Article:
Biden, Putin begin high-stakes summit in Geneva

Russian President Putin and President Biden in Geneva
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President Biden kicked off a summit in Geneva with Russian President Vladimir Putin on Wednesday with a handshake and a photo opportunity before the two disappeared behind closed doors with high-level U.S. and Russian officials to discuss a range of issues in what was expected to be a tense first meeting between the two presidents.

“I hope that our meeting will be productive,” Putin said as he sat down with Biden inside the 18th century Villa La Grange, where the summit is taking place.

Biden responded: “It is always better to meet face to face” and establish a “predictable and rational” way forward.

Biden also nodded when asked if he trusted Putin, a gesture that the White House later denied was in response to any question in particular, and the president laughed and shrugged at the chaos of the media scrum.

“It was a chaotic scrum with reporters shouting over each other,” tweeted White House communications director Kate Bedingfield. “@POTUS was very clearly not responding to any one question, but nodding in acknowledgment to the press generally. He said just two days ago in his presser: ‘verify, then trust.’ ”

“During a chaotic free for all with members of the press shouting questions over each other, the President gave a general head nod in the direction of the media,” White House press secretary Jen Psaki later said in a statement. “He wasn’t responding to any question or anything other than the chaos.”


The summit is Biden’s first meeting with Putin since Biden took office in January. Biden and Putin last met a decade ago when Biden was vice president and Putin was Russia’s prime minister.

Wednesday’s meeting is expected to be tense and frosty as Biden prepares to confront Putin on human rights, cyberattacks and other issues. At the same time, Biden hopes to find common ground with Russia on matters like climate change and arms control.

Biden and Putin met behind closed doors along with Secretary of State Antony Blinken and his Russian counterpart, Russian foreign minister Sergey Lavrov, and interpreters for about 90 minutes. They then began a meeting with a larger group, including both presidents and five officials from each side, later in the day on Wednesday.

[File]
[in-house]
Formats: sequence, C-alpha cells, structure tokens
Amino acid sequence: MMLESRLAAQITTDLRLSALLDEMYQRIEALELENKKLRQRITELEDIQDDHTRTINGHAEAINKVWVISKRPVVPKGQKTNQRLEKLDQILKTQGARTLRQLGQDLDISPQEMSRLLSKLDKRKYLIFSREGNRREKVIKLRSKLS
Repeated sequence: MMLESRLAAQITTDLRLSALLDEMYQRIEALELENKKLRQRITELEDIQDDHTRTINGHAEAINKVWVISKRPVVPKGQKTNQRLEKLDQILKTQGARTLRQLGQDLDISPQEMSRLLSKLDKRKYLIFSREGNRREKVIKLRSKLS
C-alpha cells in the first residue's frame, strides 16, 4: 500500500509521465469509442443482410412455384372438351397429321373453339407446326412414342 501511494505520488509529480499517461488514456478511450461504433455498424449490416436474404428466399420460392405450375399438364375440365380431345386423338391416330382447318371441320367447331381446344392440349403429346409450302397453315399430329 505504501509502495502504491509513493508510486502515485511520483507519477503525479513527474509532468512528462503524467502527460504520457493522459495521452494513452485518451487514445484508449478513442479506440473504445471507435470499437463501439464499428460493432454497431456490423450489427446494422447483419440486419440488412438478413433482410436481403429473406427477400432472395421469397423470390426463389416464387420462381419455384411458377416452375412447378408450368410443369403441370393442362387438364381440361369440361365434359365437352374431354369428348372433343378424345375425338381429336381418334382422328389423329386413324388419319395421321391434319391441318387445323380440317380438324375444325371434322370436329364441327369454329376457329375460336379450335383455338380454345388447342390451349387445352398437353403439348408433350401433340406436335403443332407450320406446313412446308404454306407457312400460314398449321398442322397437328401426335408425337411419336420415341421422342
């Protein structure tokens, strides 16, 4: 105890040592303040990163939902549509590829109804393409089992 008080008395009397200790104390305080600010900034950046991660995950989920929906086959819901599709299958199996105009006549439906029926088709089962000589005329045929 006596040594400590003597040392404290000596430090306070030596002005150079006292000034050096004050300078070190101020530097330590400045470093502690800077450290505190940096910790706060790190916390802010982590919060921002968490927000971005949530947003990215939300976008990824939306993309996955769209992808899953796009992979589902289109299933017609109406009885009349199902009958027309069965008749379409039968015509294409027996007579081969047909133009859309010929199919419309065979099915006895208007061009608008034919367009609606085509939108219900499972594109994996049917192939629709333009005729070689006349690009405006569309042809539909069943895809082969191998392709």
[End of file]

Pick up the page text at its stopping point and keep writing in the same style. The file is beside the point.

The two leaders were seated and appeared to be relaxed and comfortable before going into their meeting. Blinken was taking notes while the press shouted questions. 

The scene with the media was chaotic, with several international reporters vying for a spot and shouting questions, including Americans and Russians.

Officials say the summit could last as much as four or five hours. Putin is expected to hold his own press conference later in the day, after which Biden will also hold a solo press conference. 

“I think the best way to deal with this is for he and I to meet, he and I to have our discussion. I know you don’t doubt that I’ll be very straightforward with him about our concerns, and I will make clear my view of how that meeting turned out, and he’ll make clear from his perspective how it turned out,” Biden told reporters Sunday when asked about his decision to hold a solo press conference.

U.S. officials have set low expectations for the meeting between the two.

Biden has sought to take a tougher line toward Russia than his predecessor, former President Trump, who was widely criticized for his warm remarks toward Putin.

Trump triggered controversy at a 2018 summit with Putin in Helsinki when, during a join press conference with the Russian leader, he publicly doubted the U.S. intelligence assessment that Russia had interfered in the 2016 election. 

Biden has harshly rebuked Russia for interfering in American elections and its role in the unprecedented SolarWinds cyberattack, and since taking office he has imposed a raft of sanctions on Moscow for its aggressive behavior, including the Kremlin’s poisoning and jailing of opposition leader Alexei Navalny.  

At the same time, Biden has faced criticism for waiving sanctions on the company spearheading Russia’s Nord Stream 2 pipeline, in what has been interpreted as a move designed to avoid friction with Germany. Some critics have also accused Biden of rewarding Putin with a one-on-one meeting so early in his term. 

Biden told reporters Monday that he would convey to Putin “that I’m not looking for conflict with Russia, but that we will respond if Russia continues its harmful activities and that we will not fail to defend the Transatlantic Alliance or stand up for democratic values.”

Updated at 9:55 a.m.

Tags Antony Blinken Biden-Putin summit Donald Trump Jen Psaki Joe Biden Kate Bedingfield Russia Vladimir Putin
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